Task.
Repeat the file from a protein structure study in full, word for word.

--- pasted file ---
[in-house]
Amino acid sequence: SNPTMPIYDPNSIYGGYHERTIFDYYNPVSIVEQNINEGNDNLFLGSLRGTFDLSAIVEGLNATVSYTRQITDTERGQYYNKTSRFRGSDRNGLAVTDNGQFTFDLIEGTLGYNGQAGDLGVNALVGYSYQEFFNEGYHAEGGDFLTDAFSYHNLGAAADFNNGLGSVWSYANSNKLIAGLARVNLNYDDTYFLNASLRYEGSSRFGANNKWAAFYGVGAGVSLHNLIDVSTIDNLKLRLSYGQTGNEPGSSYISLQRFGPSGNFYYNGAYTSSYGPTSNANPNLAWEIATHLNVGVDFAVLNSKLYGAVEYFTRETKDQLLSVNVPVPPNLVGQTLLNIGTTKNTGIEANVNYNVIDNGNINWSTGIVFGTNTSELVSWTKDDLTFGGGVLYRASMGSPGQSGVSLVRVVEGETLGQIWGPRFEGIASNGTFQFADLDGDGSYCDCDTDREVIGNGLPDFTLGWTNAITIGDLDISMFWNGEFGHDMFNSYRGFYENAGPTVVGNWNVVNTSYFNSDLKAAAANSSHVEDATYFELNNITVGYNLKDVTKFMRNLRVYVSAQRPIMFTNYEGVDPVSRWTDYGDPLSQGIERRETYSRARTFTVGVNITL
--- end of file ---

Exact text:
[in-house]
Amino acid sequence: SNPTMPIYDPNSIYGGYHERTIFDYYNPVSIVEQNINEGNDNLFLGSLRGTFDLSAIVEGLNATVSYTRQITDTERGQYYNKTSRFRGSDRNGLAVTDNGQFTFDLIEGTLGYNGQAGDLGVNALVGYSYQEFFNEGYHAEGGDFLTDAFSYHNLGAAADFNNGLGSVWSYANSNKLIAGLARVNLNYDDTYFLNASLRYEGSSRFGANNKWAAFYGVGAGVSLHNLIDVSTIDNLKLRLSYGQTGNEPGSSYISLQRFGPSGNFYYNGAYTSSYGPTSNANPNLAWEIATHLNVGVDFAVLNSKLYGAVEYFTRETKDQLLSVNVPVPPNLVGQTLLNIGTTKNTGIEANVNYNVIDNGNINWSTGIVFGTNTSELVSWTKDDLTFGGGVLYRASMGSPGQSGVSLVRVVEGETLGQIWGPRFEGIASNGTFQFADLDGDGSYCDCDTDREVIGNGLPDFTLGWTNAITIGDLDISMFWNGEFGHDMFNSYRGFYENAGPTVVGNWNVVNTSYFNSDLKAAAANSSHVEDATYFELNNITVGYNLKDVTKFMRNLRVYVSAQRPIMFTNYEGVDPVSRWTDYGDPLSQGIERRETYSRARTFTVGVNITL